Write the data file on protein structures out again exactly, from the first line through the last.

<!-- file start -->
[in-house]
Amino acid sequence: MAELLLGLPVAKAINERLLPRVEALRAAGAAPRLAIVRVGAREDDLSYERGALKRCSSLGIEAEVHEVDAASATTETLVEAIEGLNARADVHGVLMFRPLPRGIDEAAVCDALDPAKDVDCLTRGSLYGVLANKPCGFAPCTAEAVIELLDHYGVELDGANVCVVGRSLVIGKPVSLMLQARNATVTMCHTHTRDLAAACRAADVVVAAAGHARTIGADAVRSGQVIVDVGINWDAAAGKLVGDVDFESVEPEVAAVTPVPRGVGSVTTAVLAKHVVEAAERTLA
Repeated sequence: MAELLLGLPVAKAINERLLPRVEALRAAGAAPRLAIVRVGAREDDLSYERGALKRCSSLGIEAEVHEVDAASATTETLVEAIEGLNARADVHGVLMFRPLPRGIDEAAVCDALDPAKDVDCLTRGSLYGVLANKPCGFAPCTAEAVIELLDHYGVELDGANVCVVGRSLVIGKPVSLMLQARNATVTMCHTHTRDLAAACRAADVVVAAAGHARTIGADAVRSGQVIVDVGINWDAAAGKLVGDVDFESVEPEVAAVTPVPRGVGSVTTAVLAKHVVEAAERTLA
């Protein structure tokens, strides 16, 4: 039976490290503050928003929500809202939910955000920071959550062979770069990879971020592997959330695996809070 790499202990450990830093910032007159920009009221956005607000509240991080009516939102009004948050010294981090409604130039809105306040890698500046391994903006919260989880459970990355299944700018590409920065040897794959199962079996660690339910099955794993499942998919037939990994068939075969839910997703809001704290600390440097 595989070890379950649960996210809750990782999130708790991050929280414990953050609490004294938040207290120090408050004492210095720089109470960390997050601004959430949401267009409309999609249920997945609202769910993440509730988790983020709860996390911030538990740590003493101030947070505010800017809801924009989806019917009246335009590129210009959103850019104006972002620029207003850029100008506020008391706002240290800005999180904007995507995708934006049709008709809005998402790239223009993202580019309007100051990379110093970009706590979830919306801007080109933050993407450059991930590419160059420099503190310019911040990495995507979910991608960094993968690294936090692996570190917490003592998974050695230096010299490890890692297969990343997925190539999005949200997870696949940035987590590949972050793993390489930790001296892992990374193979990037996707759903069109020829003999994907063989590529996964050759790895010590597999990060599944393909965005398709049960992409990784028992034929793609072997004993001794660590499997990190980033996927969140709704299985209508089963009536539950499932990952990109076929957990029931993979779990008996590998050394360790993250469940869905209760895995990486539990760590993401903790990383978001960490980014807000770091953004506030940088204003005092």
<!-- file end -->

[in-house]
Amino acid sequence: MAELLLGLPVAKAINERLLPRVEALRAAGAAPRLAIVRVGAREDDLSYERGALKRCSSLGIEAEVHEVDAASATTETLVEAIEGLNARADVHGVLMFRPLPRGIDEAAVCDALDPAKDVDCLTRGSLYGVLANKPCGFAPCTAEAVIELLDHYGVELDGANVCVVGRSLVIGKPVSLMLQARNATVTMCHTHTRDLAAACRAADVVVAAAGHARTIGADAVRSGQVIVDVGINWDAAAGKLVGDVDFESVEPEVAAVTPVPRGVGSVTTAVLAKHVVEAAERTLA
Repeated sequence: MAELLLGLPVAKAINERLLPRVEALRAAGAAPRLAIVRVGAREDDLSYERGALKRCSSLGIEAEVHEVDAASATTETLVEAIEGLNARADVHGVLMFRPLPRGIDEAAVCDALDPAKDVDCLTRGSLYGVLANKPCGFAPCTAEAVIELLDHYGVELDGANVCVVGRSLVIGKPVSLMLQARNATVTMCHTHTRDLAAACRAADVVVAAAGHARTIGADAVRSGQVIVDVGINWDAAAGKLVGDVDFESVEPEVAAVTPVPRGVGSVTTAVLAKHVVEAAERTLA
């Protein structure tokens, strides 16, 4: 039976490290503050928003929500809202939910955000920071959550062979770069990879971020592997959330695996809070 790499202990450990830093910032007159920009009221956005607000509240991080009516939102009004948050010294981090409604130039809105306040890698500046391994903006919260989880459970990355299944700018590409920065040897794959199962079996660690339910099955794993499942998919037939990994068939075969839910997703809001704290600390440097 595989070890379950649960996210809750990782999130708790991050929280414990953050609490004294938040207290120090408050004492210095720089109470960390997050601004959430949401267009409309999609249920997945609202769910993440509730988790983020709860996390911030538990740590003493101030947070505010800017809801924009989806019917009246335009590129210009959103850019104006972002620029207003850029100008506020008391706002240290800005999180904007995507995708934006049709008709809005998402790239223009993202580019309007100051990379110093970009706590979830919306801007080109933050993407450059991930590419160059420099503190310019911040990495995507979910991608960094993968690294936090692996570190917490003592998974050695230096010299490890890692297969990343997925190539999005949200997870696949940035987590590949972050793993390489930790001296892992990374193979990037996707759903069109020829003999994907063989590529996964050759790895010590597999990060599944393909965005398709049960992409990784028992034929793609072997004993001794660590499997990190980033996927969140709704299985209508089963009536539950499932990952990109076929957990029931993979779990008996590998050394360790993250469940869905209760895995990486539990760590993401903790990383978001960490980014807000770091953004506030940088204003005092």